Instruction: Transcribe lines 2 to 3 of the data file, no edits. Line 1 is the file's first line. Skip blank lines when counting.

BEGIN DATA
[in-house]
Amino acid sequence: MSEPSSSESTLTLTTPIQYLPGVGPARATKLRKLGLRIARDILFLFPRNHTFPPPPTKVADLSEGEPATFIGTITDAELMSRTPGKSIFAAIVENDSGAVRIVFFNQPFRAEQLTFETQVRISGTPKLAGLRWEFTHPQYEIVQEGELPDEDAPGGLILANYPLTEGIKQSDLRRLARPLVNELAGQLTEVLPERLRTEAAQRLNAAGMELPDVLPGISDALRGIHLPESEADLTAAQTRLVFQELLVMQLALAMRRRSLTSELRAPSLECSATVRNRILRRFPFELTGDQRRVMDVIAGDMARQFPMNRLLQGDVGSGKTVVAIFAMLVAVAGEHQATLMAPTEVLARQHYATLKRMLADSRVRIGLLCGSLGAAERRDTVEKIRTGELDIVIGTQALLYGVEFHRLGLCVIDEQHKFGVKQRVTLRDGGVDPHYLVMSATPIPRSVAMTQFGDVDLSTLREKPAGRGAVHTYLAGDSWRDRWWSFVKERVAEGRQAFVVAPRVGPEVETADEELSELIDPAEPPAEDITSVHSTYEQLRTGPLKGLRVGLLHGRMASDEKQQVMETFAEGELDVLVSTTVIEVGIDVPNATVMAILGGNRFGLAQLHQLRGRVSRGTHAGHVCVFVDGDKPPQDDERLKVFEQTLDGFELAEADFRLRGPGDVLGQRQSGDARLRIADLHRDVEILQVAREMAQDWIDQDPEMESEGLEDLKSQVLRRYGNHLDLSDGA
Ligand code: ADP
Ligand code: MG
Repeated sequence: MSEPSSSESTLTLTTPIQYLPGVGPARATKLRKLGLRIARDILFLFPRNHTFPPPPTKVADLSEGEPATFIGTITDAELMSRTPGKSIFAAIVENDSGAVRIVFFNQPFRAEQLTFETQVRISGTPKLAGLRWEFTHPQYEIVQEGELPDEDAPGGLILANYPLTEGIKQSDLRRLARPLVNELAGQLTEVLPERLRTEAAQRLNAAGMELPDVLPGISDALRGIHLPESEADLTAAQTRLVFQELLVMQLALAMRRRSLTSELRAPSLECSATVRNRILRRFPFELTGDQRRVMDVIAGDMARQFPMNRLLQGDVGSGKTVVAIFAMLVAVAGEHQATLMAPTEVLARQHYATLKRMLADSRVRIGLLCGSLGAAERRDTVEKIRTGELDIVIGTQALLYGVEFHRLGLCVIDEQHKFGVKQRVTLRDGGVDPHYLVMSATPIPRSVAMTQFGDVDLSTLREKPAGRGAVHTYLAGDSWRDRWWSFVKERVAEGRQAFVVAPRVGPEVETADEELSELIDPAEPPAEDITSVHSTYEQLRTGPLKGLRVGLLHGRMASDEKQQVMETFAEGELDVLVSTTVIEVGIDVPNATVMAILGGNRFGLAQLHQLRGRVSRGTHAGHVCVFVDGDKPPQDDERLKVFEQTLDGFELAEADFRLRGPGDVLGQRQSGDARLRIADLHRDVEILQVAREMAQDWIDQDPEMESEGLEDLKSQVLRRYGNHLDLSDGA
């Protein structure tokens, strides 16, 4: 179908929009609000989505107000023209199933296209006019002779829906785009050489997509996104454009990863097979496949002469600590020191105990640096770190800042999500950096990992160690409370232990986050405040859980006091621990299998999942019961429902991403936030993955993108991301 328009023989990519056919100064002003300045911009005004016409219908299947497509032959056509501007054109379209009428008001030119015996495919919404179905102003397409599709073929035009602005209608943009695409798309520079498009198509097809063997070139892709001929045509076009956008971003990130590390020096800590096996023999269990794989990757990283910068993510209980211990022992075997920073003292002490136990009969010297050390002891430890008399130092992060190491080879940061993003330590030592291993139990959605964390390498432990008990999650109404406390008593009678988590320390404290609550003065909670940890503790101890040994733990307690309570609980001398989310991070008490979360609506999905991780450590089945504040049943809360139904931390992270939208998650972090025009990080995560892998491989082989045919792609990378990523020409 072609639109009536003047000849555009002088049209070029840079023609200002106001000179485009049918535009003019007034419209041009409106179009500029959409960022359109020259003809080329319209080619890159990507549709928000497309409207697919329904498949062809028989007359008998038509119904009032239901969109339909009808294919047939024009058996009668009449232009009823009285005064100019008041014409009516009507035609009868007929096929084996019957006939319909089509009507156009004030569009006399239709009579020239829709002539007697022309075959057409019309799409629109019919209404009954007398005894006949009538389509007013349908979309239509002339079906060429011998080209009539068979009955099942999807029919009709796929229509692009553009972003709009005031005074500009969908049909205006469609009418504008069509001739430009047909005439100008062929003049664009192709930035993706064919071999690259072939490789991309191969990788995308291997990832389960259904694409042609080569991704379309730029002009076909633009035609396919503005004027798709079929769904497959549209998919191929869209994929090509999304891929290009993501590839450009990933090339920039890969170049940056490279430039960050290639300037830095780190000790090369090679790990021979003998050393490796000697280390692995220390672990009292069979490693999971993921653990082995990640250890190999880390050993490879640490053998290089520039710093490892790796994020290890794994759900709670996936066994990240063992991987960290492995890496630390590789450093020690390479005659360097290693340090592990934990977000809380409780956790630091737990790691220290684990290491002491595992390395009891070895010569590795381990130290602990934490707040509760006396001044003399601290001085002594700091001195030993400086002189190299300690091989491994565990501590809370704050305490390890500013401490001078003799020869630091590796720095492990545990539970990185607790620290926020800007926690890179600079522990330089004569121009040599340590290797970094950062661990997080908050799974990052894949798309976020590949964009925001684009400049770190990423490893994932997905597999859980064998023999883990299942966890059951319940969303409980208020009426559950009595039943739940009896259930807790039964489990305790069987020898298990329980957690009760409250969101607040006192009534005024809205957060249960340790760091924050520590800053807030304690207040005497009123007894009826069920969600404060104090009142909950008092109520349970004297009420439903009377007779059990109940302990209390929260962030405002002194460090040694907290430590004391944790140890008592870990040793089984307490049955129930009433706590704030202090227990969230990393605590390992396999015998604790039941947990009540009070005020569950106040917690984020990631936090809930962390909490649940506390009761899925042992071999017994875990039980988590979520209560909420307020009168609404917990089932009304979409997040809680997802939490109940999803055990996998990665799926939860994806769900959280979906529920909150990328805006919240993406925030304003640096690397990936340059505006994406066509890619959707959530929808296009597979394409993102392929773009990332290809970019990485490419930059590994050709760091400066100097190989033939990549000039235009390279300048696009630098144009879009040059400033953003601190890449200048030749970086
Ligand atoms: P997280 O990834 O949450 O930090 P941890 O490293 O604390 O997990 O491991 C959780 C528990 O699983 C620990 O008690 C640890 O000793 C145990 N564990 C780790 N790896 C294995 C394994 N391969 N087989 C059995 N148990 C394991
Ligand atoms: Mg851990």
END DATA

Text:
Amino acid sequence: MSEPSSSESTLTLTTPIQYLPGVGPARATKLRKLGLRIARDILFLFPRNHTFPPPPTKVADLSEGEPATFIGTITDAELMSRTPGKSIFAAIVENDSGAVRIVFFNQPFRAEQLTFETQVRISGTPKLAGLRWEFTHPQYEIVQEGELPDEDAPGGLILANYPLTEGIKQSDLRRLARPLVNELAGQLTEVLPERLRTEAAQRLNAAGMELPDVLPGISDALRGIHLPESEADLTAAQTRLVFQELLVMQLALAMRRRSLTSELRAPSLECSATVRNRILRRFPFELTGDQRRVMDVIAGDMARQFPMNRLLQGDVGSGKTVVAIFAMLVAVAGEHQATLMAPTEVLARQHYATLKRMLADSRVRIGLLCGSLGAAERRDTVEKIRTGELDIVIGTQALLYGVEFHRLGLCVIDEQHKFGVKQRVTLRDGGVDPHYLVMSATPIPRSVAMTQFGDVDLSTLREKPAGRGAVHTYLAGDSWRDRWWSFVKERVAEGRQAFVVAPRVGPEVETADEELSELIDPAEPPAEDITSVHSTYEQLRTGPLKGLRVGLLHGRMASDEKQQVMETFAEGELDVLVSTTVIEVGIDVPNATVMAILGGNRFGLAQLHQLRGRVSRGTHAGHVCVFVDGDKPPQDDERLKVFEQTLDGFELAEADFRLRGPGDVLGQRQSGDARLRIADLHRDVEILQVAREMAQDWIDQDPEMESEGLEDLKSQVLRRYGNHLDLSDGA
Ligand code: ADP